• Instead of just searching for journal articles, try looking at other sources like newspapers, magazines, books, and interviews with experts.
  • In order to cite your sources, you need to know what style manual your professor uses.
  • If you don’t know which style manual is used, ask your professor or do some research online (for example, in MLA and APA).

Writing the Paper

If you are reading this right now, you most likely have an academic paper that needs to be written.

This section will guide you step by step through the process of writing your academic research paper.

Step 1: Preliminary Research

The first step in writing an academic research paper is to do preliminary research.

This means finding and reading sources that will give you an overview of your topic.

Once you have a good understanding of the existing literature on your topic, you can start formulating your own research question.

Your next step is to design a method for answering your research question; this includes developing a plan for data collection and analysis.

You should also make sure that your research has been approved by ethics review boards.

You then want to start with what type of study you want to conduct (quantitative or qualitative) as well as how many participants are needed for your study.

If quantitative, then determine what kind of statistical analysis (e.g., t-test) would be appropriate for your data; if qualitative, decide which methods or techniques will be used (e.g., case studies).

Next, draft a formal introduction to your work that briefly summarizes your argument and states the problem you’re trying to address. Include one sentence describing why the problem is important.

Step 2: Thesis Proposal

A thesis proposal is a document that outlines the thesis topic, defines the issues that the paper will address, and explains why the topic is important.

The proposal should also include a brief literature review, as well as a discussion of your research methodology.

It can be helpful to discuss the rationale for your choice of topics in the introduction to the proposal.

The introduction might also discuss who you intend to be your audience and what questions you hope to answer in your study.

Once you have outlined your work in the introduction, it is time to get down to business with some methods. Start by asking yourself ; 

  • What are the specific methods that you are going to use?
  • How do they differ from others on this topic?
  • What steps will go into completing this project? Will there be any experiments or surveys conducted?

Be sure to outline these details before concluding with a paragraph about how your work could contribute to our understanding of this issue.

After all, your reader wants to know what he/she can take away from reading your study.

Step 3: Writing the Draft

The draft will be a rough version of your final paper, and it will help you get your thoughts in order.

To write the draft, start with your introduction paragraph, then move on to each subsequent paragraph in the body of your paper.

Each paragraph should have one main idea that is supported by at least three or four sentences containing specific details and facts.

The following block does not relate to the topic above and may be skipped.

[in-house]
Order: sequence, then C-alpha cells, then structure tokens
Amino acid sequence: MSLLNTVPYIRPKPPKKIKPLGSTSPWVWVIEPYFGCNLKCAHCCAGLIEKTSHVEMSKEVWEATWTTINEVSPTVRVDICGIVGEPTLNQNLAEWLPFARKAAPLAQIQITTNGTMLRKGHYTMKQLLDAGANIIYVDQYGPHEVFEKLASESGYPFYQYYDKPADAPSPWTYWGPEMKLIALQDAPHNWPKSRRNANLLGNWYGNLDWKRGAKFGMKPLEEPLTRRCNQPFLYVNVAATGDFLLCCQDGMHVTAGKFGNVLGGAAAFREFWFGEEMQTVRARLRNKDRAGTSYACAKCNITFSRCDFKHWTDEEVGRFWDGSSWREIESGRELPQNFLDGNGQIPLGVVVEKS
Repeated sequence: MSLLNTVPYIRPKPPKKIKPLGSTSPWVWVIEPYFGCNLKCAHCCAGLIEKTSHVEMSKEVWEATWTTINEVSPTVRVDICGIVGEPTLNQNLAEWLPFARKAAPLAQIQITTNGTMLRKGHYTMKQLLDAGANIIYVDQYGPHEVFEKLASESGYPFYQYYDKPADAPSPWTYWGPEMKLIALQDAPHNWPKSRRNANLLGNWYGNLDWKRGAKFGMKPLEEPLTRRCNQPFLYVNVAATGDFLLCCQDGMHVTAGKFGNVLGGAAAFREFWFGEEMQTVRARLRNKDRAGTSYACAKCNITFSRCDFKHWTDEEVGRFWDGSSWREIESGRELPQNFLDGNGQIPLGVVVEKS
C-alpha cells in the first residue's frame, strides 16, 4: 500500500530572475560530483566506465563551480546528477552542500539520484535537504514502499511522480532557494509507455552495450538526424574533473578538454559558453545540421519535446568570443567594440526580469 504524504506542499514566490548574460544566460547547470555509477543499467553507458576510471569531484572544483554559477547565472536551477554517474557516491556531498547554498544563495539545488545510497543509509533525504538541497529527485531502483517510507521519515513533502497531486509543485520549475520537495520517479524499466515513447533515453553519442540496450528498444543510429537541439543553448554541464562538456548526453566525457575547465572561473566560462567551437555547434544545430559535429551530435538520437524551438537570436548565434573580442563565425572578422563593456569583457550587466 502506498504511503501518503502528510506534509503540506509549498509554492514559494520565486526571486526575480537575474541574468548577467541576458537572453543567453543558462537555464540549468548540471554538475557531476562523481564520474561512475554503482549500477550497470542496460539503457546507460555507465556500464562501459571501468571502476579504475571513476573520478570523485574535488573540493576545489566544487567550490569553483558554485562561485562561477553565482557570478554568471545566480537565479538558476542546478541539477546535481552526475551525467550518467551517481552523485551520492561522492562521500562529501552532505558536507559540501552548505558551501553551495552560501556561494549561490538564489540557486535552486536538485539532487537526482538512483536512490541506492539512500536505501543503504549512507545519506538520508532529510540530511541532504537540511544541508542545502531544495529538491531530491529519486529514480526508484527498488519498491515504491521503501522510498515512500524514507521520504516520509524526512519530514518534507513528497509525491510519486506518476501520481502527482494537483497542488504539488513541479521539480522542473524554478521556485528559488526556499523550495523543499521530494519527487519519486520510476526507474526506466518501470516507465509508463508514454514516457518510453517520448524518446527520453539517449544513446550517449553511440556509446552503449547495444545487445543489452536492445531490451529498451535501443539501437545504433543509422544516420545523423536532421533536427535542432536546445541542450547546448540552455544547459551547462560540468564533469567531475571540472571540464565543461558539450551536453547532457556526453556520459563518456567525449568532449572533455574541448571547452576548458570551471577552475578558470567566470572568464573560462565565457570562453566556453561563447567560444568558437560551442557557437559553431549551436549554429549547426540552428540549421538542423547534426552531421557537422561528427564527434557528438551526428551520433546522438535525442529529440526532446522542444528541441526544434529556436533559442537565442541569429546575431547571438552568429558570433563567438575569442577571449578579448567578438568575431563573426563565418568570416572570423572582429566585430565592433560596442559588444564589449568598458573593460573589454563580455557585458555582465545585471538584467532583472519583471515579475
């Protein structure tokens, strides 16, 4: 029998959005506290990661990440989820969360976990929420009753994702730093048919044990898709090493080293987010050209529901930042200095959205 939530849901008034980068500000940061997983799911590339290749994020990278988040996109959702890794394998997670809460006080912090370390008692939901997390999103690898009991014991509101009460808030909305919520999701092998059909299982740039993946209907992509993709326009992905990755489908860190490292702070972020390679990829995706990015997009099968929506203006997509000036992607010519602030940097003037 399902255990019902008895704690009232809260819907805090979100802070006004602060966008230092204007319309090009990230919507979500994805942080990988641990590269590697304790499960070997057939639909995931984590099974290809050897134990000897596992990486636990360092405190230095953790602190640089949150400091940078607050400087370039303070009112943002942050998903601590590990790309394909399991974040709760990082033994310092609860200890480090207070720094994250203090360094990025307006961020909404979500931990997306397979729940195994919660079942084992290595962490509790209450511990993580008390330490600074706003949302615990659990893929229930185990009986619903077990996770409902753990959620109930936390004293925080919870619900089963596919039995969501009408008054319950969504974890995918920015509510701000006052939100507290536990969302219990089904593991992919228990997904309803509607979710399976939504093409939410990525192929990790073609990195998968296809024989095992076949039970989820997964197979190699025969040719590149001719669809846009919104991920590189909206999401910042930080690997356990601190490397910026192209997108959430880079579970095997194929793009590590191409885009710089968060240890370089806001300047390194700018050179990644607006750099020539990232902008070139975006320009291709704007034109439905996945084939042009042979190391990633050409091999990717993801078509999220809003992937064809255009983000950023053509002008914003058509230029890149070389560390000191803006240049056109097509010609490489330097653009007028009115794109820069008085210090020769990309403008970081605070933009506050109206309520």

You should also consider including an outline for each paragraph, which can include subheadings for each point.

Once you’ve finished writing your draft, go back over all of the paragraphs and make sure that they are logically connected to the central argument of your paper.

Step 4: Proofreading and Editing Steps

Once you’ve written your rough draft, it’s time to begin editing.

Read through your work with a critical eye, and ask yourself some key questions:

  • Is each paragraph logically connected to your central argument?
  • Are my points clearly stated?
  • Can I support my arguments with specific facts and examples? If you can answer yes to these questions, you’re in good shape. If not, keep working on revising until you get it right.

Before you submit your academic research paper, it is important to proofread your work one final time.

This will help to ensure that your paper is free of any errors and is ready for submission.

Here are four steps to take when proofreading and editing your academic research paper:

  1. Read your paper out loud. This will help you to catch any errors that you may have missed when reading silently.
  2. Have someone else read your paper. They can point out any grammar or spelling mistakes that you may not be able to see on your own.
  3.  Compare your paper with a published research paper in the same field to see if there are any similarities or differences in writing style, language use, citation style, etc., 
  4. Use Grammarly to check for misspellings, grammatical errors, and other common issues. Grammarly will also provide suggestions for words that could improve your paper’s clarity and coherence.

The final version of your research paper should include an introduction, main body, and references.

It is important to note that there are many different formats for writing a research paper, so it is important to review your teacher’s instructions before starting this process.

Once you have followed all these steps to a tee, you will have successfully written an academic research paper!